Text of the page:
Comparing Sri Lanka and China
For a company in our position – a developer looking to redevelop Sri Lanka to be one of the greatest countries in the region, it is easy to see a long road ahead after visiting countries like China. We only visited two cities in China, and so this will be a very limited perspective, but our experience was that one can see and feel the pace of development and ambition of the people across the full spectrum of society wherever you go. This is from the moment a plane lands and people are impatient to get up and undo their seatbelt to get going, to the frantic pace of traffic, the actual construction and trade that you see, and so on. People are hungry to progress, and you can see this country one day soon becoming the World’s number one economy. But the most impactful experience in China of this, is when dealing directly with the Chinese people for business purposes – they have a level of conviction, vision, ambition, and positivity, with the ability to follow through, that is a world away from what we currently have in Sri Lanka. We have experienced that the people follow through on what they say, they are at their office/ business posts at 10pm on a Saturday night, are ever ready to answer any questions to take a business decision forward, and are willing to trust in good people – this all makes for a fast-paced business growth process where things happen. It is no surprise that China are where they are now and where they will end up in-the-near future, because this attitude and approach to life and business are the ingredients needed for growth.
When you look China's recent history you can see how the country has created this trajectory of self-determination – having experienced great suffering in the past 100-150 years under the hands of other nations, and having come from one of the greatest national dynastic cultures of pride and strength in the world, one can see why China have decided to take a clear and decisive path towards true global independence to make sure they do not have to suffer like they did before. This period of becoming the world's greatest power and economy is to make sure the country does not have to suffer under the hands of others ever again. And they will elevate those who believe in the same vision along the way.
So when one returns to Sri Lanka, and they look at where the country is at and where it needs to be to fulfil its full potential, one can be easily discouraged. The people in general are plagued by low productivity, give false promises, provide unclear leadership, lack vision, have a closed-inward view of the country with respect to the rest of the world, and decisions tend to take far longer than they should or would in other countries. These challenges limit growth, and one can see how this is having an impact on the economy today. This culture is damaging the growth needed for the country to reach the levels it can achieve given the inherent wealth already here.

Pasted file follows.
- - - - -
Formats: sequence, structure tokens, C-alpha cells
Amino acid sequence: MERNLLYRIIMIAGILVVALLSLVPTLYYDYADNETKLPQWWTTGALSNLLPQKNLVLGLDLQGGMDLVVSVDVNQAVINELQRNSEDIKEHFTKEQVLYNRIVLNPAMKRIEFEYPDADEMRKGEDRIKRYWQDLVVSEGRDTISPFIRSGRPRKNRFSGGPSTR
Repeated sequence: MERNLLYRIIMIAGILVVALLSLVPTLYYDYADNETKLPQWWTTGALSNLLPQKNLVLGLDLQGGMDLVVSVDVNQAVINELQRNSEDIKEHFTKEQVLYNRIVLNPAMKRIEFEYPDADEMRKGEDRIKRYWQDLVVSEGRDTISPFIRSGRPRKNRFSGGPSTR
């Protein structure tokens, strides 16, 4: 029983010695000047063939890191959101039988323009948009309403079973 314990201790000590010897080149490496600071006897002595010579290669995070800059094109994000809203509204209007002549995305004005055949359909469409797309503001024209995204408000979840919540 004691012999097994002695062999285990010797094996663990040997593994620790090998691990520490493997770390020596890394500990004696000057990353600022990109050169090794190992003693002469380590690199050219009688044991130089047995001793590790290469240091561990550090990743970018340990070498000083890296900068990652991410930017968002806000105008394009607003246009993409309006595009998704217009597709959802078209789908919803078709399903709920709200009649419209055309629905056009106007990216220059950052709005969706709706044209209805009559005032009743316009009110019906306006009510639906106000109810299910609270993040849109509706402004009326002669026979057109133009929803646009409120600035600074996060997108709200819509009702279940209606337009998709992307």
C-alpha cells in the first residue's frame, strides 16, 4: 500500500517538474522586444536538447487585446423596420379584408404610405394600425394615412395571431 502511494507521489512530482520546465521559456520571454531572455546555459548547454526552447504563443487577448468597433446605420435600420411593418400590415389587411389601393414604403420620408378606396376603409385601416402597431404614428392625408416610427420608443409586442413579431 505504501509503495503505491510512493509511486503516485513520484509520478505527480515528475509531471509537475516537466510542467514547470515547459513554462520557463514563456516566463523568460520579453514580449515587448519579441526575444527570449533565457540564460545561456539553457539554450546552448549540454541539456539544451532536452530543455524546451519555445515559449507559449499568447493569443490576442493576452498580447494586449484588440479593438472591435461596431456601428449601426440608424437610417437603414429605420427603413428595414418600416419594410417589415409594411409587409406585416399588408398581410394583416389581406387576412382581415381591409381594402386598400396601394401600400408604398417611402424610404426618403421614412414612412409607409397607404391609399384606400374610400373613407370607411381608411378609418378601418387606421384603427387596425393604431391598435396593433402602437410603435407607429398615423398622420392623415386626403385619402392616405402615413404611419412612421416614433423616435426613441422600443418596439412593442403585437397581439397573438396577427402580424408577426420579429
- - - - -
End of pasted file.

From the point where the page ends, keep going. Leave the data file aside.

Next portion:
In our position, we simply need land to be authorised, for development permits to be granted, for foreign direct investment to be approved, and for our building projects to progress without political interference. We also want proper due-process to be followed, and for there to be no short-cuts – we are very happy to follow proper processes that are put in place to help fair governance and transparency. We also want people in their respective official positions to take responsibility, to enjoy what they do, to have passion for their involvement in the process, and for this to feel like an entire team effort where we all win when progress is achieved. This as a whole is what we really wish to try and achieve with our presence and involvement in Sri Lanka – we want to help inform a culture where our individual successes feel part of a greater collective success, and that this is done with the entire country in mind. We want to elevate the people of this country, to create opportunities that would allow us to compete with those regionally, and to allow the people of Sri Lanka know that they can be whoever they wish to be.
But we also need to be open to our faults and learn from those who are setting a good example, and I think as much as China gets bad press for their growth in power, they are clearly doing something right in terms of their attitude, culture of collective effort, and sense of self-determination on an international playing field. They are willing to do the hard graft, to make sacrifices, and see a brighter future that is completely dependent on them. We NEED every Sri Lankan to also see that – a brighter future here. This all can’t be implanted by foreigners like us, but must be felt in the core of the Sri Lankan people where real power will be achieved – like a Tsunami, the real power is at the base of the wave. Once we identify this, and can drive it in the right direction, the country will be unstoppable. And our small role would be to help embody this vision and identity in the built environment, creating businesses to support this, and provide access to those wanting to learn the ladder to their own success.